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This call may be recorded (and used against you)

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[March 14, 2014]  By Benjamin Yount

BLOOMINGTON (Illinois Watchdog) Faced with a lawsuit over allegations of questionable sales tactics, Nicor Gas wants to use recorded customer service calls as part of its defense.

WE GOT THAT ON TAPE: A lawsuit questions the use of calls recorded for "quality assurance."

Attorney Adam Levitt, who represents the plaintiffs, called the move "outrageous."

"The fact that Nicor is trying to use these recordings in a public judicial proceeding, which goes far beyond what any consumer thinks is going to happen with their information when they consent for recording, is outrageous," Levitt told Illinois Watchdog.

Customers were never told their calls with Nicor would be held against them, Levitt said, noting the company used the standard line that calls would be recorded for customer service or training purposes.

Indiana University professor Fred Cate said that's where customers should draw the line.

"At a minimum," Cates said, "companies should have to be honest about their intentions."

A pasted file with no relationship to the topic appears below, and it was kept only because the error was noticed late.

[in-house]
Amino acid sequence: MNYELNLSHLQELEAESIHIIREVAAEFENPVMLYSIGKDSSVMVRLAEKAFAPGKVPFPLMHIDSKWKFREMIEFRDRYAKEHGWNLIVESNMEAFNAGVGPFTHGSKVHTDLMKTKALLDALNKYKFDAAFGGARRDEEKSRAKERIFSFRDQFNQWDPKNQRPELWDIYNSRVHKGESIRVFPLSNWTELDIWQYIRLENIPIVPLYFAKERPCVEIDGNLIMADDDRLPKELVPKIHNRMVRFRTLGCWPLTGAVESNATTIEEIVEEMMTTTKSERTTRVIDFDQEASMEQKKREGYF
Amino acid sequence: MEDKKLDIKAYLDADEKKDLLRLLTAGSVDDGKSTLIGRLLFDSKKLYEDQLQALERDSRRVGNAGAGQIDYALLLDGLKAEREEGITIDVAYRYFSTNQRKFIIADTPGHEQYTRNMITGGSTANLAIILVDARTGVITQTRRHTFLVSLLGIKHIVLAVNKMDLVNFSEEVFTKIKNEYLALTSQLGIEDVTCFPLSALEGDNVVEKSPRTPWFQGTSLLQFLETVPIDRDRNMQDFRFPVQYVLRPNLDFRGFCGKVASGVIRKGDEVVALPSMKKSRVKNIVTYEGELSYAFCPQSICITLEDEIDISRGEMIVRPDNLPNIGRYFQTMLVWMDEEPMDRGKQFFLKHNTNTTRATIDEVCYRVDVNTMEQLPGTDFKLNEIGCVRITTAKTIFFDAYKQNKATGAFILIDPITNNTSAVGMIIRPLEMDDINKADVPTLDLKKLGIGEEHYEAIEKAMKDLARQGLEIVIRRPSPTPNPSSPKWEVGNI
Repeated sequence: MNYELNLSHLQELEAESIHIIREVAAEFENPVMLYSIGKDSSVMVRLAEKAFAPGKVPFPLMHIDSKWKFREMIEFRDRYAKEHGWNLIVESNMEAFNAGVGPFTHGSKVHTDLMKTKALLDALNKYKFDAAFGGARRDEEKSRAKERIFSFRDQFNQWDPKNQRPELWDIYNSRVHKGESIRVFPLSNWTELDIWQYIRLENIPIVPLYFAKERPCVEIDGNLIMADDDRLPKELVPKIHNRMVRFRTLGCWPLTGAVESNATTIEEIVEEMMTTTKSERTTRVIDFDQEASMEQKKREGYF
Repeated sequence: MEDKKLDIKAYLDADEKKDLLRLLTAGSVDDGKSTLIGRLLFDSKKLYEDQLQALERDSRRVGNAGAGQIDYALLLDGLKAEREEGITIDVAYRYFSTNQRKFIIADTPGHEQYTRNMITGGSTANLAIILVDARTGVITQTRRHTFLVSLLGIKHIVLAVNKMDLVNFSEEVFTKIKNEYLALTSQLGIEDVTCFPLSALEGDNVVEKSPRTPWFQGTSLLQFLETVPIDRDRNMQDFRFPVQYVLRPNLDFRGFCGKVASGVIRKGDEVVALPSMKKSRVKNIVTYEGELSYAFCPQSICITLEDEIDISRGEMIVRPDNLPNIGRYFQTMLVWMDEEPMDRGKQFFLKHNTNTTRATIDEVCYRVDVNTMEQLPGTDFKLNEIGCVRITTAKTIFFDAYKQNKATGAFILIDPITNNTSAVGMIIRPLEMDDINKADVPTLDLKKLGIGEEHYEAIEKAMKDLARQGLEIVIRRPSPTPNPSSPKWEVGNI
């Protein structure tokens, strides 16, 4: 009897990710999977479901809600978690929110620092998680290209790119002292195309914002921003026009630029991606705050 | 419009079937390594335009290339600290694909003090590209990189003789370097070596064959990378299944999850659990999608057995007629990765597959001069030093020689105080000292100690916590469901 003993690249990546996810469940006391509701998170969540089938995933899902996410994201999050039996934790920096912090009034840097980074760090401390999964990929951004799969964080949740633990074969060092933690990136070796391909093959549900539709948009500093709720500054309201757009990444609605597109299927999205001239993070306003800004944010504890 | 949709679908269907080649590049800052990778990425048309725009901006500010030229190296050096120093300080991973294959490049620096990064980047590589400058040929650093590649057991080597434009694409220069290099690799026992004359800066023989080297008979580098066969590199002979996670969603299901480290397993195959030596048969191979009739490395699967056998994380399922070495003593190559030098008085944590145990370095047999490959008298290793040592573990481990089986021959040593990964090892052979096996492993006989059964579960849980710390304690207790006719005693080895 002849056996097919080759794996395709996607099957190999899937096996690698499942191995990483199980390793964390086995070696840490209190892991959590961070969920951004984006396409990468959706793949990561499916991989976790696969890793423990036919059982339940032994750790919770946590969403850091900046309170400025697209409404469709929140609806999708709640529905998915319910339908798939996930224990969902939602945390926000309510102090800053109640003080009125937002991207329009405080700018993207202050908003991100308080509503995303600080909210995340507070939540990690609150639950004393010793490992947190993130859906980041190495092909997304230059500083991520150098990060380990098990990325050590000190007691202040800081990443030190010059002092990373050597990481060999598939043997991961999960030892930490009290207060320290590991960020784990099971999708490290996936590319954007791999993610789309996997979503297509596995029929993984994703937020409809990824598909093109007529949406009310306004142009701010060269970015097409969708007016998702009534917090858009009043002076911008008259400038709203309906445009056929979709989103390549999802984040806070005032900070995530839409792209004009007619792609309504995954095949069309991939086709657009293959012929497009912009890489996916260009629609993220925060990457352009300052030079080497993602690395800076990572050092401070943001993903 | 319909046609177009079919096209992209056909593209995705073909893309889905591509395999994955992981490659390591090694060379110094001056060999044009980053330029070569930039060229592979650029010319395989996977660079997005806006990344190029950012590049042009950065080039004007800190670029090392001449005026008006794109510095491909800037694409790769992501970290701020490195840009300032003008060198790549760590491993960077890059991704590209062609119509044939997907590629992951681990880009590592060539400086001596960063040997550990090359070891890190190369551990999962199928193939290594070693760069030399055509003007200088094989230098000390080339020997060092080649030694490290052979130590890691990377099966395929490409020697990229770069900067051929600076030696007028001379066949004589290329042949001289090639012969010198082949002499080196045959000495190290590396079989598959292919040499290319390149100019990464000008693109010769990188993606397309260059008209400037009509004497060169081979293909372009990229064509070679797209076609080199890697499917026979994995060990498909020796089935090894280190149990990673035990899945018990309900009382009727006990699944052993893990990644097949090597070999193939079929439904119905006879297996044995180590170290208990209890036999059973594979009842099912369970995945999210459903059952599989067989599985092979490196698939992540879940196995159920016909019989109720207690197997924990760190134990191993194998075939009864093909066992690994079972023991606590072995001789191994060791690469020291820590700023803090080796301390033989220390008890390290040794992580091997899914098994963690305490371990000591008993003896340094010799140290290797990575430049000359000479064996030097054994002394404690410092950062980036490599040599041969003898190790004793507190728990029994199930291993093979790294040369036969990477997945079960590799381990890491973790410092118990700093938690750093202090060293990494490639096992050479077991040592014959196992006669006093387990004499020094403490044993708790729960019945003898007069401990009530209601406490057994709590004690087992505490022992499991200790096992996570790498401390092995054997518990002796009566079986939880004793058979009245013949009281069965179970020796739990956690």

He said there's a basic difference between customer service and company protection.

"There is a huge difference between we're using this to help you and we're using this to help us," Cates said.


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Annette Martinez, a spokesman for Nicor Gas, said the calls "will not be played for the public," but added the calls may be used in the case.

"The judge will ultimately determine whether and how the recordings would be used if there is a trial," Martinez said in an email.

Levitt is hoping the court wraps Nicor on the knuckles for selling customers an insurance program that many of them never needed.

Cates, on the other hand, hopes the court gives all companies "a nudge" that forces them to respect people's privacy and personal information.

"For 20 years I've argued let's let the market take control, that there will be someone who offers a privacy-protected credit card or cell phone. But we've seen thousands of efforts that have died," Cates said. "We don't need heavy-handed government, just a tiny bit of a nudge from the court could do it."

[This article courtesy of Illinois Watchdog.]

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